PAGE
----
Now, eighteen months after I first started using my mother’s strategy, I’ve realized that my sleep needs HAVE NOT CHANGED since E. was born.

I was just coping really well with constant sleep deprivation.

I was used to disordered sleep patterns.

I was getting so much more sleep (and good quality sleep) than I was when E. was an infant, that I figured I was good to go.

But it turns out, I’m still the same “eight or eight-and-a-half hours a night” girl I was before I had E.

And that’s why I haven’t been running.

I’ve chosen sleep instead.

And it has been GLORIOUS.

Because Q.’s been under less work pressure, we haven’t had to set as many early morning alarms. We’ve been able to wake up more naturally, with the light. There were nights where we slept for over nine hours, but I think now we’ve mostly caught up our deficits. I’m starting to wake up right around the eight hour mark or a little before. Sometimes I’ll be woken up (by E. or one of the cats) at 5:30 a.m., and I just go right back to sleep! This is unheard of for me (at least the me of the last five years).

I miss morning runs, but I’m just not ready to disrupt my body. It knows what it needs.

It’s about time I started listening to it.

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Filed under Choose Happiness, Running, Sleep

On being the adult

Microblog_MondaysEvery now and then I have an experience that reminds me, “Hey, you’re the adult now”.

Most of these experiences have one thing in common: stomach flu.

I’ve found that nothing drives home harder the fact that I’m now the adult than those days (and nights) where E. and I are both vomiting.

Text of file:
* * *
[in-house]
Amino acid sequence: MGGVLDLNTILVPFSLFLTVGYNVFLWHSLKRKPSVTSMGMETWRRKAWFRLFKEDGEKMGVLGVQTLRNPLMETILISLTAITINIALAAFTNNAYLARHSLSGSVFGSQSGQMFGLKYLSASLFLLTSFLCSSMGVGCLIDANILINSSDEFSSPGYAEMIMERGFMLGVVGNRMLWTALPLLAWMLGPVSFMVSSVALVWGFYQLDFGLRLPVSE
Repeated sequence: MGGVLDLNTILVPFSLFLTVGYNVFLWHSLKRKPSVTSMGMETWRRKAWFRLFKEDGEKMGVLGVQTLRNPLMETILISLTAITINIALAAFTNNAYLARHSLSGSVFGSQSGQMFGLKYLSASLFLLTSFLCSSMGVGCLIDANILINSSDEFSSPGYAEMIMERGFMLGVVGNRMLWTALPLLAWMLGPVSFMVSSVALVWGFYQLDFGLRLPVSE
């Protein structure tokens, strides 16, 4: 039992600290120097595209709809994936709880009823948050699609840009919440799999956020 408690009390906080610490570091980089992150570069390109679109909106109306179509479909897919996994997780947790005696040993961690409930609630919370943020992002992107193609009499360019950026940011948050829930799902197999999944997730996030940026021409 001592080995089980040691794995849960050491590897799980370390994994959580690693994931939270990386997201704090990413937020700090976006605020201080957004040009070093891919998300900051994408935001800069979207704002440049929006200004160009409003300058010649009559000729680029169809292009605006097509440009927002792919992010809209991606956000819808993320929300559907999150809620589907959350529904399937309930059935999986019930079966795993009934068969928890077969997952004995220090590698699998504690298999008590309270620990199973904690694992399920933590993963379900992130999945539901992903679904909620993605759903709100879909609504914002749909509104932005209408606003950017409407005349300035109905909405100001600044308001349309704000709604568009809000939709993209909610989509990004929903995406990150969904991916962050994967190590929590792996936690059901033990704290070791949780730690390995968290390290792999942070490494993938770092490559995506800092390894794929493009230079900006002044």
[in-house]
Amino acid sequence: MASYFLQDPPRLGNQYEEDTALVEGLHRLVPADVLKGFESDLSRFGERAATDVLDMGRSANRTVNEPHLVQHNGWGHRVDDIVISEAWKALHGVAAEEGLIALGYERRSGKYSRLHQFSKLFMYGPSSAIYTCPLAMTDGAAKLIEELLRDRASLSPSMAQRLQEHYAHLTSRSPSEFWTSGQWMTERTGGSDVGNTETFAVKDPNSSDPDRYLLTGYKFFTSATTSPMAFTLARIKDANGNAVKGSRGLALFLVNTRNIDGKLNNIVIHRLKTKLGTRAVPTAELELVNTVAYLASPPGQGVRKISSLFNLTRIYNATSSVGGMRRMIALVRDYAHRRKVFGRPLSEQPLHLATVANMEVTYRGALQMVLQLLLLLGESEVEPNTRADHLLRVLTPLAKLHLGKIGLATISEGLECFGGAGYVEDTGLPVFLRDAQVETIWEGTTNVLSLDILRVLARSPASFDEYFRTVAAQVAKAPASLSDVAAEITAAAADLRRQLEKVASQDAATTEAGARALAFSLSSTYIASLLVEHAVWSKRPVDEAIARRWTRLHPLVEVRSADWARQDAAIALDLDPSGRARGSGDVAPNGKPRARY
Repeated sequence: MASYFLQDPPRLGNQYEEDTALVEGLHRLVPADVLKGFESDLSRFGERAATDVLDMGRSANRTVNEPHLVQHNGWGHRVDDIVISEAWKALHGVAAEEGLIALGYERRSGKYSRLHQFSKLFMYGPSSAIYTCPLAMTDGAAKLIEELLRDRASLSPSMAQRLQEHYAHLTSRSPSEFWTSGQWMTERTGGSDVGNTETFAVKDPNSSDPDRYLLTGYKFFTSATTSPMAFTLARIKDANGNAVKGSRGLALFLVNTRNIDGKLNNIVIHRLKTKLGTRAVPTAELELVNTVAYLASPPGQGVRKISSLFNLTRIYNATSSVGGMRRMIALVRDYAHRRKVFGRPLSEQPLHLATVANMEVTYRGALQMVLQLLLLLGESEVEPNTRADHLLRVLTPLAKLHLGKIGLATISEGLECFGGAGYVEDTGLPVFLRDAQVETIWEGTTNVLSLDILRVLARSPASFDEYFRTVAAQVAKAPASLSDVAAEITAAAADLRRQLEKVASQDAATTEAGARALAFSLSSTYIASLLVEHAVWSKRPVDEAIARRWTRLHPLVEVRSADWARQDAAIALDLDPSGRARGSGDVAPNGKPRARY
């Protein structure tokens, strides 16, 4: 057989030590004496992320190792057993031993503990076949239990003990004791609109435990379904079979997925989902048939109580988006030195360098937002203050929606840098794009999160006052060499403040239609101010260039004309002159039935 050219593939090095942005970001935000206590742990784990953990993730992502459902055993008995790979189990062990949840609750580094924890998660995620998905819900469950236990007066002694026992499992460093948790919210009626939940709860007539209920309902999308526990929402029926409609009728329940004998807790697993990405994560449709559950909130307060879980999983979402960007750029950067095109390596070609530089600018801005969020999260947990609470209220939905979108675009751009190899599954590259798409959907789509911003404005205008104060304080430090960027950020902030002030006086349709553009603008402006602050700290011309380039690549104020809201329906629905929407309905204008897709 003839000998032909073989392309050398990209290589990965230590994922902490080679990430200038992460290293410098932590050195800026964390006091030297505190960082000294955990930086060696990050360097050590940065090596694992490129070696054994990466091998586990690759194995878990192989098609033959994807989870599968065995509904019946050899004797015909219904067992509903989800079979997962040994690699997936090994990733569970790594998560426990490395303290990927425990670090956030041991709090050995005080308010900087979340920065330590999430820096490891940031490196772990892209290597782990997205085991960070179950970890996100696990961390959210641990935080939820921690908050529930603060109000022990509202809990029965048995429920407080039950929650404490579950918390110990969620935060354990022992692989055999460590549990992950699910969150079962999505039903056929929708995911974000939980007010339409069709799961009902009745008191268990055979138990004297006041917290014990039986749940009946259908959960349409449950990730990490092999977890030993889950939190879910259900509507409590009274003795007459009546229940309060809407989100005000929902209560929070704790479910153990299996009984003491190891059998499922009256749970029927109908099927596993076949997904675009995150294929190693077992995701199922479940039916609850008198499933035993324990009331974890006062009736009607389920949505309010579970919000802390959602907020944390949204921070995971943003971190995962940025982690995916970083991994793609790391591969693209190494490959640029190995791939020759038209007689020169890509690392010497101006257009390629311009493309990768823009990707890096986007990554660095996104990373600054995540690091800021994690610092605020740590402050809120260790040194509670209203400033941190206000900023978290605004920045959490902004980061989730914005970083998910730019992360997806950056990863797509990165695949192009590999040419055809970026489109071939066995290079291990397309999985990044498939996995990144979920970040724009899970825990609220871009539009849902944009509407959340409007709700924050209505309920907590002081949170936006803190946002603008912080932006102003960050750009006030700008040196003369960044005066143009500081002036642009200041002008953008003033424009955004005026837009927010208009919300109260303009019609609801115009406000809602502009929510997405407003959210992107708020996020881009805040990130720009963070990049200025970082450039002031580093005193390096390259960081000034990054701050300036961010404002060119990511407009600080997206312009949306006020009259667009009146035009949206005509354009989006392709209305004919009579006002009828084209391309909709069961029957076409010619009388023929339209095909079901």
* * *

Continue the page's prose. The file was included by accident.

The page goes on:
When E. is vomiting? I’m my mother. I’m there, holding the bucket, wiping his forehead, doing the laundry, cuddling, consoling, cajoling (and yes, sometimes holding him down screaming at 2 a.m. in the bath, but that happens). I make sure he feels as good as he possibly can, even when he feels utterly miserable.

When I’m vomiting, I want my own mother. I want to be looked after. I want her comforting presence.

But I’m the adult now.

I added a new experience to this category a couple of weeks ago.

I turned up with E. for my morning duty day at his nursery school. As usual, we went around the back to the playground to open the sandbox, set out the trikes and scooters, and look for garbage.

There were two dead birds in the playground.

I’m not talking about your typical “old and lay down to die” birds or “flew into the window” birds or even “wasn’t fast enough to dodge the cat” birds.

These were “our parents built their nest right up in the eaves and either they didn’t build it properly or we were too dumb to stay put AND the cat/raccoon found us first” birds.

There is nothing like picking up the scattered remnants (so many scattered remnants) of baby birds, fetching water to rinse off the path, and spraying a bleach solution to persuade the flies to go somewhere else, all while trying to answer E.’s incessant questions, to drive the point home.

I’m the adult now.

And some days that really sucks.

What in your life reminds you that you’re the adult now?

This post is part of #MicroblogMondays. To read the inaugural post and find out how you can participate, click here.

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Filed under (Pre)School Days, E.- the fifth year, Microblog Mondays, The Sick

What to eat (that is the question)

A month ago, I posted that I had been making some diet changes in order to get my body in line if we decided to go ahead with another IVF cycle.

I was doing things pretty casually until labmonkey posted with her numbers explaining why she’d decided to start eating meat.

I hadn’t actually sat down and worked out the specifics until that point.

If I’m aiming for 30% protein and max 40% carbs in my diet (which means fat has to come in at 30%), and I’m eating around 1800 calories a day, that’s 135 g of protein.

No problem, I thought. Look at all the meat I’m eating!

Then I went and actually looked up the numbers.

100g of chicken breast: 21 g
100g of tuna or salmon: 26 g
100g lean ground beef: 20 g
100g pork: 20 g

The point where I realized that I could eat 200 g of meat at dinner (which is almost half a pound!) every.single.night and I still wouldn’t be anywhere near half of my daily requirements was when I started to freak out a little bit.

But I persevered.